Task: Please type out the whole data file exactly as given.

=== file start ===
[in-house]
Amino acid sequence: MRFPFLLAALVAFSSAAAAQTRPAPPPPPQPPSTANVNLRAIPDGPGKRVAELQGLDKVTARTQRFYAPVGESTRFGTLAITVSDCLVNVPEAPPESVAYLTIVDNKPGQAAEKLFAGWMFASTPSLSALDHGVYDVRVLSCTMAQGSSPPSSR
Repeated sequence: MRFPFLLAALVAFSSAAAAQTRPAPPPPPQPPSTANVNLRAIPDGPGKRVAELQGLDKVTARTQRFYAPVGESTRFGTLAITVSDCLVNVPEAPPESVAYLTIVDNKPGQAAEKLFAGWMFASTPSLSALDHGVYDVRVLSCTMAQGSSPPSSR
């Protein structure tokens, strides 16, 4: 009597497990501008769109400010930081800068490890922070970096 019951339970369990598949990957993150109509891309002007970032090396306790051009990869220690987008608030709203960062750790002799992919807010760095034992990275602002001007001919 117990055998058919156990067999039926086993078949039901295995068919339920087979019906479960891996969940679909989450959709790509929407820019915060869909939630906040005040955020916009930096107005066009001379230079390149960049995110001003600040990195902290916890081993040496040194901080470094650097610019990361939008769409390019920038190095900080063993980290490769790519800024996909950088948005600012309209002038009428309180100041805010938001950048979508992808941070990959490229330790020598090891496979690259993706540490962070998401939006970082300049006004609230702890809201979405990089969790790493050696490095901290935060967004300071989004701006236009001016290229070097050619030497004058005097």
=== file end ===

[in-house]
Amino acid sequence: MRFPFLLAALVAFSSAAAAQTRPAPPPPPQPPSTANVNLRAIPDGPGKRVAELQGLDKVTARTQRFYAPVGESTRFGTLAITVSDCLVNVPEAPPESVAYLTIVDNKPGQAAEKLFAGWMFASTPSLSALDHGVYDVRVLSCTMAQGSSPPSSR
Repeated sequence: MRFPFLLAALVAFSSAAAAQTRPAPPPPPQPPSTANVNLRAIPDGPGKRVAELQGLDKVTARTQRFYAPVGESTRFGTLAITVSDCLVNVPEAPPESVAYLTIVDNKPGQAAEKLFAGWMFASTPSLSALDHGVYDVRVLSCTMAQGSSPPSSR
């Protein structure tokens, strides 16, 4: 009597497990501008769109400010930081800068490890922070970096 019951339970369990598949990957993150109509891309002007970032090396306790051009990869220690987008608030709203960062750790002799992919807010760095034992990275602002001007001919 117990055998058919156990067999039926086993078949039901295995068919339920087979019906479960891996969940679909989450959709790509929407820019915060869909939630906040005040955020916009930096107005066009001379230079390149960049995110001003600040990195902290916890081993040496040194901080470094650097610019990361939008769409390019920038190095900080063993980290490769790519800024996909950088948005600012309209002038009428309180100041805010938001950048979508992808941070990959490229330790020598090891496979690259993706540490962070998401939006970082300049006004609230702890809201979405990089969790790493050696490095901290935060967004300071989004701006236009001016290229070097050619030497004058005097």